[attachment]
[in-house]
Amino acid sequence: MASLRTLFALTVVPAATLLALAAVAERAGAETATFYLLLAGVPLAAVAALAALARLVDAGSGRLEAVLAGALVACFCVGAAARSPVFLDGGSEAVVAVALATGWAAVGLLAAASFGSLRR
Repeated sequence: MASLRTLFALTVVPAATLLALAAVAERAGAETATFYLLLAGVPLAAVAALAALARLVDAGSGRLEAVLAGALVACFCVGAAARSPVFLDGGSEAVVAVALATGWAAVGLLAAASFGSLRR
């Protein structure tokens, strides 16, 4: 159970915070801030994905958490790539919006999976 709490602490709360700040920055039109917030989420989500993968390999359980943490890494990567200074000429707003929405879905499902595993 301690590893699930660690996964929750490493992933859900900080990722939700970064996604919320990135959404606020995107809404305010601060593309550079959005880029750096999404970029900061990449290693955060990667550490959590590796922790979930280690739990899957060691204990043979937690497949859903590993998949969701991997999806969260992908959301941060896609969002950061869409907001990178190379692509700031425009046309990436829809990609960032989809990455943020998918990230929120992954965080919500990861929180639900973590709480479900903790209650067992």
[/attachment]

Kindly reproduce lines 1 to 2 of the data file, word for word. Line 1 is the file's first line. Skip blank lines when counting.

[in-house]
Amino acid sequence: MASLRTLFALTVVPAATLLALAAVAERAGAETATFYLLLAGVPLAAVAALAALARLVDAGSGRLEAVLAGALVACFCVGAAARSPVFLDGGSEAVVAVALATGWAAVGLLAAASFGSLRR